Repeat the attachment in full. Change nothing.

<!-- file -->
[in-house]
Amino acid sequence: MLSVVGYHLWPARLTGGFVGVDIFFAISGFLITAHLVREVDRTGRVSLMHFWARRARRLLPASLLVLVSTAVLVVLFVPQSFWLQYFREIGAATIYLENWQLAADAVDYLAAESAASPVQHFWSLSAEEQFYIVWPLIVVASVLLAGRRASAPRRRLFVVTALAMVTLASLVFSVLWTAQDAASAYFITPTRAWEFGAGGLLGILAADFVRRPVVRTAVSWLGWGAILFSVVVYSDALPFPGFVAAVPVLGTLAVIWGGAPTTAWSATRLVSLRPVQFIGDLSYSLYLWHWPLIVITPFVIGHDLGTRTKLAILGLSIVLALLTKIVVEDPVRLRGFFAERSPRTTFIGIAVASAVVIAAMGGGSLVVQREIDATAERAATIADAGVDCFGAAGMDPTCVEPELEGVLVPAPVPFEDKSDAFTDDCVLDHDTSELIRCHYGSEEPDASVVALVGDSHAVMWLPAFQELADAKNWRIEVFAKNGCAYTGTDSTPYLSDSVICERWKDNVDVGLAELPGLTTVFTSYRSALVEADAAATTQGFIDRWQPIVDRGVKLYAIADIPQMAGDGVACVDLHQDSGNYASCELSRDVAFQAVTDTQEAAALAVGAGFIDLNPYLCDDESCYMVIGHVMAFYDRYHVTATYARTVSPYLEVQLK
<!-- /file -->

[in-house]
Amino acid sequence: MLSVVGYHLWPARLTGGFVGVDIFFAISGFLITAHLVREVDRTGRVSLMHFWARRARRLLPASLLVLVSTAVLVVLFVPQSFWLQYFREIGAATIYLENWQLAADAVDYLAAESAASPVQHFWSLSAEEQFYIVWPLIVVASVLLAGRRASAPRRRLFVVTALAMVTLASLVFSVLWTAQDAASAYFITPTRAWEFGAGGLLGILAADFVRRPVVRTAVSWLGWGAILFSVVVYSDALPFPGFVAAVPVLGTLAVIWGGAPTTAWSATRLVSLRPVQFIGDLSYSLYLWHWPLIVITPFVIGHDLGTRTKLAILGLSIVLALLTKIVVEDPVRLRGFFAERSPRTTFIGIAVASAVVIAAMGGGSLVVQREIDATAERAATIADAGVDCFGAAGMDPTCVEPELEGVLVPAPVPFEDKSDAFTDDCVLDHDTSELIRCHYGSEEPDASVVALVGDSHAVMWLPAFQELADAKNWRIEVFAKNGCAYTGTDSTPYLSDSVICERWKDNVDVGLAELPGLTTVFTSYRSALVEADAAATTQGFIDRWQPIVDRGVKLYAIADIPQMAGDGVACVDLHQDSGNYASCELSRDVAFQAVTDTQEAAALAVGAGFIDLNPYLCDDESCYMVIGHVMAFYDRYHVTATYARTVSPYLEVQLK